While the former Cafe Soleil workers are proud that they took a stand for their rights, some are left wondering what will happen, now that they are unemployed.

“For me being terminated it took a weight off my shoulder and I feel very proud because I [stood] up with great staff for our rights and even for those who are afraid to stand because they know they will be victimised for doing so,” one worker said. “Some people will understand our pain, some won’t. That’s fine. At the end of the day, Cafe Soleil can say they just fired a great team. No one should have to work under those conditions.”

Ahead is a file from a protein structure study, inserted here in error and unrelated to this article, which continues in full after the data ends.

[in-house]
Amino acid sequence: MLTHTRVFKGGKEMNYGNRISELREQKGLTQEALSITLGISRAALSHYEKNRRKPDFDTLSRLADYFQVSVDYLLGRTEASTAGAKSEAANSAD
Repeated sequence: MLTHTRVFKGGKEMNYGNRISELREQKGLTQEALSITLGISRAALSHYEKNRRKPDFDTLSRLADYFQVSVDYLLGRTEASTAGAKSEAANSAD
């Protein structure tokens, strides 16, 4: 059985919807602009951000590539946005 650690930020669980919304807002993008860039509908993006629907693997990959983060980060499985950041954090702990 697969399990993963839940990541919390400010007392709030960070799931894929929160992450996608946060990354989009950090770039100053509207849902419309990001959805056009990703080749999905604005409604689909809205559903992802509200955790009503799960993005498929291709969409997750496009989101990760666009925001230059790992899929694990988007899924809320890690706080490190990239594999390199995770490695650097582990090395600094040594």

Another worker said; “[I’m] stressed out. Money spending…and none coming in. You might have kids to take care of, bills to pay and other financial issues so we need our work but we can’t work under slavery conditions”.

Some workers share the belief that members of the public will take the situation as an opportunity to involve politics. But they said that it is solely just a matter of standing up for their rights.

“We are not fighting a political war…” one of the terminated employees said. “Lots of us are frustrated cause we are out of jobs by trying and demand a meeting we asked for and never got. We have kids, we have wives or husbands, bills, our homes to take care of. How we suppose to go about that with no jobs?”

The worker also said that they are “crying out to the public, any one can help us on getting jobs so we can take care of our homes”.